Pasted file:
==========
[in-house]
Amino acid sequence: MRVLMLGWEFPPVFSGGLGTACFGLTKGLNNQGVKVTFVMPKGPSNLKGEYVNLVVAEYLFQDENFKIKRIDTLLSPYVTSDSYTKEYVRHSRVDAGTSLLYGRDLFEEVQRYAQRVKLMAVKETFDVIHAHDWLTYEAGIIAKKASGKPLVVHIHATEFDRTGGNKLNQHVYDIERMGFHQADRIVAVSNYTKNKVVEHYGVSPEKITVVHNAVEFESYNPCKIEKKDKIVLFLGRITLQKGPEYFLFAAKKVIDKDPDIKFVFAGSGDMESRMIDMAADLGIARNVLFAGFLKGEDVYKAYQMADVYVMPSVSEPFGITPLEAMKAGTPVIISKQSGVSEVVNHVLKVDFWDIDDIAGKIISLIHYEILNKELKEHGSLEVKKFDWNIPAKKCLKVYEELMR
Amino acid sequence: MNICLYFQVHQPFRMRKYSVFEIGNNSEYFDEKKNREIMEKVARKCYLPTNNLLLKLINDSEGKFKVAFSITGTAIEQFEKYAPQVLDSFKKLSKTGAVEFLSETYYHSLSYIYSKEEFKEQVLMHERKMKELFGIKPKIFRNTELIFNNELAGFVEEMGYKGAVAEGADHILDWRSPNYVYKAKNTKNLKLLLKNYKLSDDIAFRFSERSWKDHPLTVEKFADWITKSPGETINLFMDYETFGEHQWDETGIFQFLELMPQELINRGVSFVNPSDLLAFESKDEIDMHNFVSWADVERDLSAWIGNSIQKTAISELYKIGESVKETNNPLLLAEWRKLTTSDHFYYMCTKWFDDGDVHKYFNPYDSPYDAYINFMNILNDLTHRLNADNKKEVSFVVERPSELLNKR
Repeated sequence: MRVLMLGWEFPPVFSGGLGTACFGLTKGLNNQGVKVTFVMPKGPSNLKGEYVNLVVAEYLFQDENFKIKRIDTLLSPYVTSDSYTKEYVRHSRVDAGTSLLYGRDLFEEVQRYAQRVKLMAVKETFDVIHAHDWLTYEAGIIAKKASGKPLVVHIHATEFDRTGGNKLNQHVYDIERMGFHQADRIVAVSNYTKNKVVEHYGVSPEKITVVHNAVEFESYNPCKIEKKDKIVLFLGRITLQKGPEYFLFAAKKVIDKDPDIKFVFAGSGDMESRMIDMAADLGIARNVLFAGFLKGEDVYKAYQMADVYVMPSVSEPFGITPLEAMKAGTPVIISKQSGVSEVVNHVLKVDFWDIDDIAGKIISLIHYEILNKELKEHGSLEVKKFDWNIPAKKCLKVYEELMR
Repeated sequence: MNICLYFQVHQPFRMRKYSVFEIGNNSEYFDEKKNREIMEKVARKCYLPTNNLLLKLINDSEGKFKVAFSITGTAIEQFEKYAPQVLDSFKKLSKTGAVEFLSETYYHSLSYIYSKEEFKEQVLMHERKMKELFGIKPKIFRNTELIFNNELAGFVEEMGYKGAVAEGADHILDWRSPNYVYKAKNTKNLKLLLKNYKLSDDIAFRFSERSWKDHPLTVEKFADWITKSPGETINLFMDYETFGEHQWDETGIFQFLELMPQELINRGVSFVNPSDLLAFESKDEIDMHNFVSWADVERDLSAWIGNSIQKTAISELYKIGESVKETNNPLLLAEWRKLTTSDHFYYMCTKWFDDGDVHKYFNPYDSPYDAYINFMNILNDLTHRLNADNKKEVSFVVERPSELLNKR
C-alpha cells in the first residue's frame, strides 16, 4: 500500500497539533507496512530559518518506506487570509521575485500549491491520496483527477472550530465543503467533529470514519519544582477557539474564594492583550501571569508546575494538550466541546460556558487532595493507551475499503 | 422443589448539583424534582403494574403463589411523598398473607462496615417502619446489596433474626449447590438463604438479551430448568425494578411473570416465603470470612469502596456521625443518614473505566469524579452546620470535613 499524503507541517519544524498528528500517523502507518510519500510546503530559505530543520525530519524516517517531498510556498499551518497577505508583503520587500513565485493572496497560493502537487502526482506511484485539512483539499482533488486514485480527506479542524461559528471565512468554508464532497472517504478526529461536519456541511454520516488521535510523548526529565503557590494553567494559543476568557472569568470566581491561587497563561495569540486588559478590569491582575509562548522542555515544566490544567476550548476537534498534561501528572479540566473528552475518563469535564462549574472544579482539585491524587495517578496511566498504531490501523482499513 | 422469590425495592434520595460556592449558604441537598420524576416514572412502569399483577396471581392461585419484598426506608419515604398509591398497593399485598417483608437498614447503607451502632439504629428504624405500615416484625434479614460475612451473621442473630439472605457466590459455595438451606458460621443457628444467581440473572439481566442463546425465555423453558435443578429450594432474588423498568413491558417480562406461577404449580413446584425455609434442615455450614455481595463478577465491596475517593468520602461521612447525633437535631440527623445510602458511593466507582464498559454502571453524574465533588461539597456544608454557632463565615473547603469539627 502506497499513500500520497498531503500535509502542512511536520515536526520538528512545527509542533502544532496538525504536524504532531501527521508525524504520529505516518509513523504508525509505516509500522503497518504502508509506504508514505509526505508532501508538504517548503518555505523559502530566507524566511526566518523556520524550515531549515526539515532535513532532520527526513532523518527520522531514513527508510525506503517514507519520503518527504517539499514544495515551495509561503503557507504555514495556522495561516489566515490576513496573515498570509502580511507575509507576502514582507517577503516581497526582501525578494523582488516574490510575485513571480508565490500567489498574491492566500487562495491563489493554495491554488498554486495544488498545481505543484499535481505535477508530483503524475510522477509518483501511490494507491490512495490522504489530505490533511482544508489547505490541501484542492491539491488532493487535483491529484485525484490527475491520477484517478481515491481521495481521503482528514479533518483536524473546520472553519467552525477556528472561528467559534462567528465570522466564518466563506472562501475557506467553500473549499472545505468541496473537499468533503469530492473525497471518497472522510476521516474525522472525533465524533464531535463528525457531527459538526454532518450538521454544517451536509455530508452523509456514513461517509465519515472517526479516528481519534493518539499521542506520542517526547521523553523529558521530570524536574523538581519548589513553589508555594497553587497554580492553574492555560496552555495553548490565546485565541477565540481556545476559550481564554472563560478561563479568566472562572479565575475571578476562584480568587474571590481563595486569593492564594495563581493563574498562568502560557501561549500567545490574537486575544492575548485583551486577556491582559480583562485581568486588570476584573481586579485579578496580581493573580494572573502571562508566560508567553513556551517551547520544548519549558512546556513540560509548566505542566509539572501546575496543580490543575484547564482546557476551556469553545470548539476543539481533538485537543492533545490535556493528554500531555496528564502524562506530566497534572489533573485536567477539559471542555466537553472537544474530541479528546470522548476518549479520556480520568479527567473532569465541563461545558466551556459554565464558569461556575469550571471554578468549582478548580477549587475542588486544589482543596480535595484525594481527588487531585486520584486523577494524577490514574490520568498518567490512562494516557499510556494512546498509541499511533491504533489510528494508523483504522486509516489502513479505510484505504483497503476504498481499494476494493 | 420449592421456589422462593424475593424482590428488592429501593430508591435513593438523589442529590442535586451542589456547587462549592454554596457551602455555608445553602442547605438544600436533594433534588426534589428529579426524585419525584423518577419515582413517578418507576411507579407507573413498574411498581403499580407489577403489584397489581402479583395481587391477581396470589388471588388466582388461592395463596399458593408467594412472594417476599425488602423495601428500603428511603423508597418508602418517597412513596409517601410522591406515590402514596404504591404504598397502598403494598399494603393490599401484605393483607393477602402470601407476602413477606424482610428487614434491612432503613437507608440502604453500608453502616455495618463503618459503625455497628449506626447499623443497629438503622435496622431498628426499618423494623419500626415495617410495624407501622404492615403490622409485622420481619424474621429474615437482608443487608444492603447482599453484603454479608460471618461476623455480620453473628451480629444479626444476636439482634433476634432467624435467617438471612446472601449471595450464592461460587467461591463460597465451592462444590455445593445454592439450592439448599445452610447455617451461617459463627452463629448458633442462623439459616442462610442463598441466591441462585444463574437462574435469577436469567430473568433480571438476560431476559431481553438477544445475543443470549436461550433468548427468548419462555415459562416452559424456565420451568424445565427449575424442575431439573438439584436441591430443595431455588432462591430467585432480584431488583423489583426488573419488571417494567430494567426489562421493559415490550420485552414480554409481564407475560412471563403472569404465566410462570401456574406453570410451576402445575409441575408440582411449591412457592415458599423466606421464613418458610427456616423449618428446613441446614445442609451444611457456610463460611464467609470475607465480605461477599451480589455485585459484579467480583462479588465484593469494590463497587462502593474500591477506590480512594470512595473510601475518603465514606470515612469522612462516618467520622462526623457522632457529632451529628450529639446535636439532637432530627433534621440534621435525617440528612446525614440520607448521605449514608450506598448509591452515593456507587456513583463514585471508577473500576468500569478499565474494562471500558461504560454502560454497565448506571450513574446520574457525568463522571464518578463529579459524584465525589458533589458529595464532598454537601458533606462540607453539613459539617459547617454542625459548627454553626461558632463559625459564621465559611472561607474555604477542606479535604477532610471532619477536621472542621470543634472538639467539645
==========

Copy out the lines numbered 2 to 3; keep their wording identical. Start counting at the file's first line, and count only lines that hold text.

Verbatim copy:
Amino acid sequence: MRVLMLGWEFPPVFSGGLGTACFGLTKGLNNQGVKVTFVMPKGPSNLKGEYVNLVVAEYLFQDENFKIKRIDTLLSPYVTSDSYTKEYVRHSRVDAGTSLLYGRDLFEEVQRYAQRVKLMAVKETFDVIHAHDWLTYEAGIIAKKASGKPLVVHIHATEFDRTGGNKLNQHVYDIERMGFHQADRIVAVSNYTKNKVVEHYGVSPEKITVVHNAVEFESYNPCKIEKKDKIVLFLGRITLQKGPEYFLFAAKKVIDKDPDIKFVFAGSGDMESRMIDMAADLGIARNVLFAGFLKGEDVYKAYQMADVYVMPSVSEPFGITPLEAMKAGTPVIISKQSGVSEVVNHVLKVDFWDIDDIAGKIISLIHYEILNKELKEHGSLEVKKFDWNIPAKKCLKVYEELMR
Amino acid sequence: MNICLYFQVHQPFRMRKYSVFEIGNNSEYFDEKKNREIMEKVARKCYLPTNNLLLKLINDSEGKFKVAFSITGTAIEQFEKYAPQVLDSFKKLSKTGAVEFLSETYYHSLSYIYSKEEFKEQVLMHERKMKELFGIKPKIFRNTELIFNNELAGFVEEMGYKGAVAEGADHILDWRSPNYVYKAKNTKNLKLLLKNYKLSDDIAFRFSERSWKDHPLTVEKFADWITKSPGETINLFMDYETFGEHQWDETGIFQFLELMPQELINRGVSFVNPSDLLAFESKDEIDMHNFVSWADVERDLSAWIGNSIQKTAISELYKIGESVKETNNPLLLAEWRKLTTSDHFYYMCTKWFDDGDVHKYFNPYDSPYDAYINFMNILNDLTHRLNADNKKEVSFVVERPSELLNKR